Displaying articles for: February 2011

Lizard Music

Were you aware that William Burroughs wrote a young- adult novel starring Encyclopedia Brown back in 1976?  Or that, in their prime, the Firesign Theater produced a whole album involving an invasion by lizard-men from an invisible island?  Or that Roger Corman filmed, in only six days, a script by Roald Dahl based on a lost story by George MacDonald titled At the Beck of the Norse Whim?  No?  Oh, that's right:  you don't have access to those alternate timelines where such things are solid facts.  But apparently Daniel Pinkwater does.

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Suburban Triumph

"Their goal is to make old structures of feeling signify anew," wrote Robert Christgau last summer about Arcade Fire and their album The Suburbs. Sunday night the record picked up the Grammy for Album of the Year.  In "Maturity for Modern Kids"  Robert Christgau gives his take on why this "exceptionally principled" Montreal band is also capable of getting a jaded crowd to reach for the sky.

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The Cello Suites

Eric Siblin's cleverly dovetailed and enticingly readable investigative account of the famous rediscovery of J. S. Bach's masterful scores for solo cello, at the hands of Pablo Casals in the late nineteenth century, and their subsequent elevation to the consensual apex of musical beauty, puts paid to the quip (supposedly first made by comedian Martin Mull) that "writing about music is like dancing about architecture."  The image of misguided critical futility inherent in Mull's comparison has no place with a writer like Siblin, who can charmingly and empathetically convey the sweet sounds of a live performance through the medium of black marks on a white page—which, ironically, is exactly how Bach's music was first conceived, transcribed and precariously transmitted down the centuries.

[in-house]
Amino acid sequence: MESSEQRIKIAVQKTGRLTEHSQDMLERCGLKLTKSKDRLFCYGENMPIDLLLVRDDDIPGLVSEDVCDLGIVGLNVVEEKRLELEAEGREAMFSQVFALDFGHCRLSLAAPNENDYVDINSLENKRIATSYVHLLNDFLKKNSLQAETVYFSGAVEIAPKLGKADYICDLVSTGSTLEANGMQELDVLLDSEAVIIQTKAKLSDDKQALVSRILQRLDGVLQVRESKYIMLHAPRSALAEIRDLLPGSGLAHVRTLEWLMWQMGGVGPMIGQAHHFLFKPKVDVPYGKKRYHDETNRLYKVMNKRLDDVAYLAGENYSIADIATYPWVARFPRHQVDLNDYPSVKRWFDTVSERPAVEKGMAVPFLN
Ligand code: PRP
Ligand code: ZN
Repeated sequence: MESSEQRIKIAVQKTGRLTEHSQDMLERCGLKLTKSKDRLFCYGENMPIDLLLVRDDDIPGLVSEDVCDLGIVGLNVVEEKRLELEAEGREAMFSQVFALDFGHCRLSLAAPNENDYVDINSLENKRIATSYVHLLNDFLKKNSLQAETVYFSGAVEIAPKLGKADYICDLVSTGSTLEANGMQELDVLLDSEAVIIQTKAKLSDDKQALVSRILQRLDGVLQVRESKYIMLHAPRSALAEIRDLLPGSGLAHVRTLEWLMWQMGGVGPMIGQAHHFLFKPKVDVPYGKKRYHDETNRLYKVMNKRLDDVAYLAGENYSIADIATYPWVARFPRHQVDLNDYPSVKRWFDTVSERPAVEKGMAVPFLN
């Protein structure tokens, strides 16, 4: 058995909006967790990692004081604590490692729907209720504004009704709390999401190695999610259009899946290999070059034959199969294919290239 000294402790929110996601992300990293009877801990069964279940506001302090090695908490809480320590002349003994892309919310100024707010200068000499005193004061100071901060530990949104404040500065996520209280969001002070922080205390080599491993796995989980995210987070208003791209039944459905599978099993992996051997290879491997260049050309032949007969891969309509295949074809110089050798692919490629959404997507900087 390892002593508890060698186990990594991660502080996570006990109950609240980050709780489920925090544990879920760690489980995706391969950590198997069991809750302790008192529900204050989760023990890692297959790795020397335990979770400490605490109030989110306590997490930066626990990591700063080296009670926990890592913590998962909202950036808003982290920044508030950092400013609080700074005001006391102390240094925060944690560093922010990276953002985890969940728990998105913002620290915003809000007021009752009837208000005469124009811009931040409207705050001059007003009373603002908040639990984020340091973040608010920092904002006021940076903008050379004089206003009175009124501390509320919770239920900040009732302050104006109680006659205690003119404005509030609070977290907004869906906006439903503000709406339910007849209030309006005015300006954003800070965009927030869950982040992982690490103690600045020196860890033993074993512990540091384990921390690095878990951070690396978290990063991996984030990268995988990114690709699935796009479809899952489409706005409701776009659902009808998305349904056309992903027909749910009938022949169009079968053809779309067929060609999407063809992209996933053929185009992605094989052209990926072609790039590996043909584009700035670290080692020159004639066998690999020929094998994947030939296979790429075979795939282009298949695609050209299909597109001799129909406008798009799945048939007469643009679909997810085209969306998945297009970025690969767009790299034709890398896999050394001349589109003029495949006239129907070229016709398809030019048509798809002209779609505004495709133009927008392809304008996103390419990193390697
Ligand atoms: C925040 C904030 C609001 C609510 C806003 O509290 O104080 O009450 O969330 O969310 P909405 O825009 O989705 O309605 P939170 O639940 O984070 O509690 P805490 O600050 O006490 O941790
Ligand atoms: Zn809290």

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Reading the Headlines: Egypt

Our intrepid correspondent, Adam Hanft, enters the stacks and returns with some timely reading on Egypt past and present.

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April 19: "What you see first, after the starting gun's crack, is a column of bobbing runners, thousands of them, surging downhill..."

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Books, CDs, DVDs to know about now
Poems That Make Grown Men Cry

And women too.  Luminaries from Colin Firth to Nick Cave and Jonathan Franzen chose the poems that bring them to tears, and the result is a stunning collection of poignant verse from writers like Auden, Whitman, Bishop, Larkin, Neruda and many others.  Warning: choking-up hazard.

The King of Pain

Trapped beneath his entertainment system, reality TV mastermind Rick Salter reflects on his life and tries to piece together the events of the previous evening. Seth Kaufman’s romp is an outrageous meditation on pain and entertainment in a deranged world in which the two are often interchangeable.

The Good Inn

Frank Black, frontman for the Pixies, has written a transgressive historical fiction with shades of Thomas Pynchon (focused as it is on the history of explosives and cinematic pornography), all set in a hallucinatory Edwardian Europe.